Trustworthy Electronic Records: An Information Systems Approach Shawn Rounds Minnesota Historical Society.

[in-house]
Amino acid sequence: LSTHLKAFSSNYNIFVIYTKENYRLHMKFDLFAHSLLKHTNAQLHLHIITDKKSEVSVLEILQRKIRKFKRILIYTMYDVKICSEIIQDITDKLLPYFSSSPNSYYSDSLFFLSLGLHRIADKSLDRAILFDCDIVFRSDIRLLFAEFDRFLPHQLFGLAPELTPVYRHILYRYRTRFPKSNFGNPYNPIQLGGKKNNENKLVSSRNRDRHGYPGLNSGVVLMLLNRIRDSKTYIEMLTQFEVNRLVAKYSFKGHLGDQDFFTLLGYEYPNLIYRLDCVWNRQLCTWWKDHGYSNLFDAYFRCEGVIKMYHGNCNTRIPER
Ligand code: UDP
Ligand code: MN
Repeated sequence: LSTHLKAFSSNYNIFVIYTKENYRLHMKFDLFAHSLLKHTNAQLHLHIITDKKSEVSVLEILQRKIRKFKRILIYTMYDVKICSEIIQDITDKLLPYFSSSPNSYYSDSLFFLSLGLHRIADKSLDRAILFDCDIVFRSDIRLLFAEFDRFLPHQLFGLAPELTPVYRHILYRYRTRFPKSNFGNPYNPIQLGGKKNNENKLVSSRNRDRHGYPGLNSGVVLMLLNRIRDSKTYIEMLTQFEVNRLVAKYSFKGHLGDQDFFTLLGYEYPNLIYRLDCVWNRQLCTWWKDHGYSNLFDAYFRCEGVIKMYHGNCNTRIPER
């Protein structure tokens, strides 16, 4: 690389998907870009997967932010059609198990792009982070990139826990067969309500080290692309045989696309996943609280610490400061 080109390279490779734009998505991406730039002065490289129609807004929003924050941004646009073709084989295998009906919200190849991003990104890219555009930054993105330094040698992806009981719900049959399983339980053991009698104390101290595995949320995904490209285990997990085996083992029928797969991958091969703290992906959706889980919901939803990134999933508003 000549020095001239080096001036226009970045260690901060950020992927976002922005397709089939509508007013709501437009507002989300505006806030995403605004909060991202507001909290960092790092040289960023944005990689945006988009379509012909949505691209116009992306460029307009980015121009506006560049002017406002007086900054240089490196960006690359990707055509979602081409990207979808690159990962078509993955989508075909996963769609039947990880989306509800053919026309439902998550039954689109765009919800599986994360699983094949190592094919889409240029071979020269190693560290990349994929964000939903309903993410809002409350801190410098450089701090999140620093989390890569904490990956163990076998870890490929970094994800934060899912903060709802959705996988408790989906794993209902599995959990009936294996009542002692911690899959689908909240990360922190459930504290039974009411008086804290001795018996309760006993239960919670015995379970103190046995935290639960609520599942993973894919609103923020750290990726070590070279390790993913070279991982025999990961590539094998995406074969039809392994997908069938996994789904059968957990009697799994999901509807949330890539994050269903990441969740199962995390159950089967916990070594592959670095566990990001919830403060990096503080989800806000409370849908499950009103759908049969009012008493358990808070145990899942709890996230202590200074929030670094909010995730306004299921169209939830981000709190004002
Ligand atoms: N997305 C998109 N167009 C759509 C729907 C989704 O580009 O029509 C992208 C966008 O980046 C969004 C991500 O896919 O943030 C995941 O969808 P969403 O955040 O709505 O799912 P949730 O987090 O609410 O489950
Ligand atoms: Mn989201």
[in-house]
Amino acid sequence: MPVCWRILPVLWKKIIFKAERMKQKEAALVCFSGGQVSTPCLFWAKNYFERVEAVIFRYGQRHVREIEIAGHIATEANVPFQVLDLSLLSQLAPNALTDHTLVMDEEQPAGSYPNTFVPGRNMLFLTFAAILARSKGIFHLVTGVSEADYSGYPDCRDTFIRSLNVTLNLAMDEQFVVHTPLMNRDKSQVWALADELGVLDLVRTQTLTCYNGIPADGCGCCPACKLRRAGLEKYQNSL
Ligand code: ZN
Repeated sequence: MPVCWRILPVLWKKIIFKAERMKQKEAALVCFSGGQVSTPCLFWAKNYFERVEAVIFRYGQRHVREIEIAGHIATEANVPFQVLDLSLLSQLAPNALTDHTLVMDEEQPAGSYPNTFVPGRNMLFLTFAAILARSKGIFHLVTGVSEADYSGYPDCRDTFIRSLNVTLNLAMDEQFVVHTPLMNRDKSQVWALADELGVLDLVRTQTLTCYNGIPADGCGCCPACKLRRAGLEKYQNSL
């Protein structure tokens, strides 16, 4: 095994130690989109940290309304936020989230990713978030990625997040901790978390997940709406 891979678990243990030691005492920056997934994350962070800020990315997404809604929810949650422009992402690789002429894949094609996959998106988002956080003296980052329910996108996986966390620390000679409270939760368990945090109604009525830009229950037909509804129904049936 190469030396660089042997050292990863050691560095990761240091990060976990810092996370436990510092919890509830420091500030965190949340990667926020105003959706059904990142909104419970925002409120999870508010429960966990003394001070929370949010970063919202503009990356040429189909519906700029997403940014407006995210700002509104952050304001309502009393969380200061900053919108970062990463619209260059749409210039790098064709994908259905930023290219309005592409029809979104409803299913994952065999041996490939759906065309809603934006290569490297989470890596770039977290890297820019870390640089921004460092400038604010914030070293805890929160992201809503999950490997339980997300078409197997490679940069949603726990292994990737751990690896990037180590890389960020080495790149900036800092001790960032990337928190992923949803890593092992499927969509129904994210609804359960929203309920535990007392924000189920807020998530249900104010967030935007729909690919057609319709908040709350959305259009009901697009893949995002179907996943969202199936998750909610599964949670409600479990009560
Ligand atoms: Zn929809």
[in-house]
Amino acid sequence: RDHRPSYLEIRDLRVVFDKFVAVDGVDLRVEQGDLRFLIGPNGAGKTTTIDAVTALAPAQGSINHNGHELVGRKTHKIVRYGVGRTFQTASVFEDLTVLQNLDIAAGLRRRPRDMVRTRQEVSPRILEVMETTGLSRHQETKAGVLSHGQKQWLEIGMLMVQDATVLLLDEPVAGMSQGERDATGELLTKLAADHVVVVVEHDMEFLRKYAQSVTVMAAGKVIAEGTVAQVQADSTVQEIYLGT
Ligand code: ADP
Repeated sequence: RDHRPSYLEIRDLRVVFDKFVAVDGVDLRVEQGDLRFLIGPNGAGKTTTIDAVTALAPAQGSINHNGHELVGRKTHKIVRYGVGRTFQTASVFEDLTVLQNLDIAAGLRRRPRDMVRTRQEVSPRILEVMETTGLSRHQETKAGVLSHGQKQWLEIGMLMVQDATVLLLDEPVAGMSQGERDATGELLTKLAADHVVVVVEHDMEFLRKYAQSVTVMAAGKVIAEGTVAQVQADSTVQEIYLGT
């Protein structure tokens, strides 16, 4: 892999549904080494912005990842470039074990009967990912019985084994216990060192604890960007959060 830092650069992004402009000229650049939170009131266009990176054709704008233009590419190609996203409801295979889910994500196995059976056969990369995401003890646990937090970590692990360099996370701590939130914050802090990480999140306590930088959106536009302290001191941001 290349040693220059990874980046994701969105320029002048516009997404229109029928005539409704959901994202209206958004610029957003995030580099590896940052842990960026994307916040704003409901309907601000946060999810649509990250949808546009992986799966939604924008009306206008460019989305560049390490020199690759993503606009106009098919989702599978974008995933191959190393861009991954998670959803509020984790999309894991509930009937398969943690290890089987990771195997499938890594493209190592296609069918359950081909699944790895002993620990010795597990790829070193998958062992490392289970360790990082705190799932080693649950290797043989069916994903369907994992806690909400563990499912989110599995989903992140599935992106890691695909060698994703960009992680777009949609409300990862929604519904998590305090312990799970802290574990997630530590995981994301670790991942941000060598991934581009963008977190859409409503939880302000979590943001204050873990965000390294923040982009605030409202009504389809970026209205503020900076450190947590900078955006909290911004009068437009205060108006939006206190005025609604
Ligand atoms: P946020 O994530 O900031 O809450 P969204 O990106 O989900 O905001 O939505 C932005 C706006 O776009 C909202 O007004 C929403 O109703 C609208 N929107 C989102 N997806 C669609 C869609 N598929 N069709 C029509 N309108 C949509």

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Slide 1 Trustworthy Electronic Records: An Information Systems Approach Shawn Rounds Minnesota Historical Society Slide 2 October 2001, Minnesota Historical Society Presentation Overview Background and overview of the Trustworthy Information Systems (TIS) Methodology TIS Development Process TIS Handbook and Criteria Set Testing and Promotion Whos Using the TIS Methodology Current and Future Work Slide 3 October 2001, Minnesota Historical Society TIS Milestones Nov. 1997: Initial funding from the NHPRC May 1999: Additional funding from Minnesota State Legislature Dec. 1999: TIS Handbook online Jan. 2000: TIS final report to the NHPRC Nov. 2000: TIS Legal Risk Analysis Tool Oct. 2001: Version 3 released Slide 4 October 2001, Minnesota Historical Society TIS Methodology is a Toolkit It is an evaluation toolkit, in the form of a handbook, for information systems development projects of all sizes and types. TIS tools were tested in real work settings and endorsed by the partner agencies that used them. The TIS criteria are the foundation for the TIS methodology. Slide 5 October 2001, Minnesota Historical Society Focus on the System If an information system can be shown to be trustworthy, then it follows that the records it contains are trustworthy as well. Its easier to focus on the system than on all of the individual records. Trustworthy Information System = Authentic + Reliable Records. Slide 6 October 2001, Minnesota Historical Society Authenticity and Reliability Authentic and reliable information is a recurring theme throughout the methodology Authenticity: The records reliability over time; function of the records preservation Reliability: The measure of a records authority; determined by the circumstances of the records creation Slide 7 October 2001, Minnesota Historical Society TIS Criteria Basics Technical and non-technical considerations for systems to ensure reliable and authentic information Can be implemented at any time during the information systems life cycle They are practical and flexible; can be adapted to fit unique needs in any enterprise Slide 8 October 2001, Minnesota Historical Society The TIS Criteria Set Tool for establishing trustworthiness Asked: what characteristics are essential for a trustworthy information system? For trustworthy records? Surveyed a variety of sources (records management, archives, legal, audit, government) Slide 9 October 2001, Minnesota Historical Society Special RM / Archival Concerns Records disposition plan Details of creation, modification, storage Relation to other records Managed as a unit; can reconstruct on demand Officially incorporated into recordkeeping system Slide 10 October 2001, Minnesota Historical Society Special Legal Concerns Created and managed during routine course of business: must be able to prove continuous operation of established procedures Produced in a timely manner: must be able to document delays and anomalies Business transactions conducted only through designated recordkeeping system Maintained by appropriate authorized office Slide 11 October 2001, Minnesota Historical Society Special Audit Concerns User access/identification procedures Appropriate user privilege assignments Prevention of modification of record identifier and content; altered records considered new entries and assigned new identifiers Audit trails for creation and access Slide 12 October 2001, Minnesota Historical Society Criteria Set Incorporates records management, archival, legal, and audit requirements with special emphasis on Minnesota laws and policies - best practices Easily updated with new sources Slide 13 October 2001, Minnesota Historical Society Criteria Set Grouped by topic: System documentation Access and security Audit trails and accountability Disaster recovery plans Record metadata Bibliography of sources Slide 14 October 2001, Minnesota Historical Society 1. Documentation System administrators should maintain complete and current documentation of the entire system including policies, operating procedures, and audit trails of documentation revisions. Slide 15 October 2001, Minnesota Historical Society 1B. Policy and Procedure Documentation Programming conventions and procedures Record formats and codes Applications and associated procedures such as methods of entering/accessing data, modification, duplication, deletion, indexing techniques, and outputs Record migration Etc.. Slide 16 October 2001, Minnesota Historical Society 5. Each record should have metadata Might include: Unique identifier Date, time of creation Date, time of modification System or mechanism used for capture Indication of authoritative version Sensitivity classification Slide 17 October 2001, Minnesota Historical Society Criteria Set: Other Items Questions to Ask: general items in sidebar to consider while using the criteria; includes special ones for data warehouses Did You Know: highlights criteria-related items drawn from Minnesota government sources Consider This: items expand upon particular criteria Slide 18 October 2001, Minnesota Historical Society Implementation Taken as a whole, the criteria set represents an ideal-world trustworthy information system. But not all records are of equal value! You determine what your needs are and which criteria are appropriate for your situation. Slide 19 October 2001, Minnesota Historical Society General Considerations What are the laws and regulations that apply to your records? What are the industry standards for system security? Record security and retention? What areas/records might lawyers and auditors target? Which records are of permanent/historical value? Slide 20 October 2001, Minnesota Historical Society For Legal Investigations, Audits,etc. Must be shown that: Informed choices were made that were appropriate for the records Appropriate policies and procedures are in place and are followed during the routine course of business Slide 21 October 2001, Minnesota Historical Society Tool for Risk Assessment For systems in the development phase: Determine the value / sensitivity of the records Weigh the value of the records against the cost (time, money, etc.) of implementing each criterion Choose only those that support chosen level of risk Slide 22 October 2001, Minnesota Historical Society Tool for Risk Assessment For existing information systems: Determine the value / sensitivity of the records Determine which criteria are already in place and decide whether the current configuration meets chosen risk level Choose additional criteria for implementation as appropriate after weighing costs Slide 23 October 2001, Minnesota Historical Society Documentation is Key! Document that each criterion was considered, what the decision was regarding implementation, and the rationale. Note the date, the personnel involved, etc. Follow through with consistent application of choices Slide 24 October 2001, Minnesota Historical Society TIS Test Systems An enterprise-wide information system for administering various home mortgage programs A human resources / benefits / payroll system A mission-critical data warehouse accessed by virtually all Minnesota state agencies A web-based curriculum repository for educators An online bidding system for contracts Slide 25 October 2001, Minnesota Historical Society TIS Handbook Centered around the TIS criteria set Based on field test findings Applicable to any type of information system Directed toward policy makers and technical staff Slide 26 October 2001, Minnesota Historical Society TIS Handbook Components Whats in it for you? How do you use the Handbook? What is a trustworthy information system? What is the process for establishing trustworthiness? Who should participate? Slide 27 October 2001, Minnesota Historical Society TIS Handbook Components Why are metadata and documentation important? How do you use the criteria set? Criteria set Glossary, bibliography Appendices: TIS development, versioning, laws, field tests, tools Slide 28 Slide 29 October 2001, Minnesota Historical Society Legal Risk Analysis Tool Helps determine legal risk related to records: Scenarios for different situations (e.g., records are lost, mishandled, inaccurate) By Minnesota Government Data Practices Act classification By possible legal consequences General questions to consider Suggestions for mitigation keyed to TIS criteria Tips for completing the assessment process Slide 30 October 2001, Minnesota Historical Society TIS Meets A Need TIS fills an important gap in information policy in Minnesota government. TIS addresses information technology AND information policyat the same time. TIS presents a practical way to get this job done. Slide 31 October 2001, Minnesota Historical Society TIS Promotion and Education Policy makers Government advisory bodies Government and industry IT and records management groups Interested staff at a variety of agencies We went anywhere and everywhere! Slide 32 October 2001, Minnesota Historical Society Whos Using TIS? In Minnesota: Approved and supported by the state Information Policy Council Gradual adoption by state and local agencies like the Minnesota Department of Health Other places adapting/adopting/studying: Ohio Electronic Records Committee; Kansas ERC; City of Henderson, NV; Smithsonian Institution Archives; Canadian agencies Slide 33 October 2001, Minnesota Historical Society TIS Handbook Distribution Primary distribution through the World Wide Web Separate online sections, tutorial approach, PDFs for downloads Easy to revise as necessary current version always readily available Slide 34 October 2001, Minnesota Historical Society Current and Future Work Minnesota recordkeeping metadata standard now in development http://www.mnhs.org/preserve/records/ metadev.html Expand data warehouse section Slide 35 October 2001, Minnesota Historical Society Whats the Bottom Line? TIS methodology based on variety of best practices Brings together policy, IT, and records management Designed to be flexible to meet differing needs with respect to system and record types Centered around idea of risk assessment and documentation Slide 36 October 2001, Minnesota Historical Society For More Information TIS Handbook and other tools: http://www.mnhs.org/preserve/records/ index.html State Archives Department Minnesota Historical Society 651.297.2605 shawn.rounds@mnhs.org